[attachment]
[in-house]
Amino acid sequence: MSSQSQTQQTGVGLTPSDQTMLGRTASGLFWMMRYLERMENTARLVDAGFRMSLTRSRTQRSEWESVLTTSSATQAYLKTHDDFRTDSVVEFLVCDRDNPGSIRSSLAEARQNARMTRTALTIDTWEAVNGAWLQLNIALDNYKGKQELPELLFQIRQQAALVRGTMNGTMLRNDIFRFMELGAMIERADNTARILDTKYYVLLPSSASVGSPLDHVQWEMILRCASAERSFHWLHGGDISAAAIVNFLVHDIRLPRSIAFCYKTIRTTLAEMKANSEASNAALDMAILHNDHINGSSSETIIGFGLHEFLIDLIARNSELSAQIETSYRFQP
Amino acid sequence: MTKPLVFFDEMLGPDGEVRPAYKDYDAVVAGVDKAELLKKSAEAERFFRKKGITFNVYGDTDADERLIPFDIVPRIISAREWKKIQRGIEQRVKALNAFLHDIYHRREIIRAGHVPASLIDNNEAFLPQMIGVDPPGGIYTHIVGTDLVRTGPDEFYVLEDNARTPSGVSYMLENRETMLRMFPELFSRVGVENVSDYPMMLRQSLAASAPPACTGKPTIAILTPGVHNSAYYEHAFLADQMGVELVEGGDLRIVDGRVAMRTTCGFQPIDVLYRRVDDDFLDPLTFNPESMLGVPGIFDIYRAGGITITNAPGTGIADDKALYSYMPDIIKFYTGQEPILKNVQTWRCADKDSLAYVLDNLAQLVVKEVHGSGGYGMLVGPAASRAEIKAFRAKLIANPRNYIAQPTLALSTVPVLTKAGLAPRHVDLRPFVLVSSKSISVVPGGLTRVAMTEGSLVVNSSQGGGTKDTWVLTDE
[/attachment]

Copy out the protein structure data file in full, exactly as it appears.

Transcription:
[in-house]
Amino acid sequence: MSSQSQTQQTGVGLTPSDQTMLGRTASGLFWMMRYLERMENTARLVDAGFRMSLTRSRTQRSEWESVLTTSSATQAYLKTHDDFRTDSVVEFLVCDRDNPGSIRSSLAEARQNARMTRTALTIDTWEAVNGAWLQLNIALDNYKGKQELPELLFQIRQQAALVRGTMNGTMLRNDIFRFMELGAMIERADNTARILDTKYYVLLPSSASVGSPLDHVQWEMILRCASAERSFHWLHGGDISAAAIVNFLVHDIRLPRSIAFCYKTIRTTLAEMKANSEASNAALDMAILHNDHINGSSSETIIGFGLHEFLIDLIARNSELSAQIETSYRFQP
Amino acid sequence: MTKPLVFFDEMLGPDGEVRPAYKDYDAVVAGVDKAELLKKSAEAERFFRKKGITFNVYGDTDADERLIPFDIVPRIISAREWKKIQRGIEQRVKALNAFLHDIYHRREIIRAGHVPASLIDNNEAFLPQMIGVDPPGGIYTHIVGTDLVRTGPDEFYVLEDNARTPSGVSYMLENRETMLRMFPELFSRVGVENVSDYPMMLRQSLAASAPPACTGKPTIAILTPGVHNSAYYEHAFLADQMGVELVEGGDLRIVDGRVAMRTTCGFQPIDVLYRRVDDDFLDPLTFNPESMLGVPGIFDIYRAGGITITNAPGTGIADDKALYSYMPDIIKFYTGQEPILKNVQTWRCADKDSLAYVLDNLAQLVVKEVHGSGGYGMLVGPAASRAEIKAFRAKLIANPRNYIAQPTLALSTVPVLTKAGLAPRHVDLRPFVLVSSKSISVVPGGLTRVAMTEGSLVVNSSQGGGTKDTWVLTDE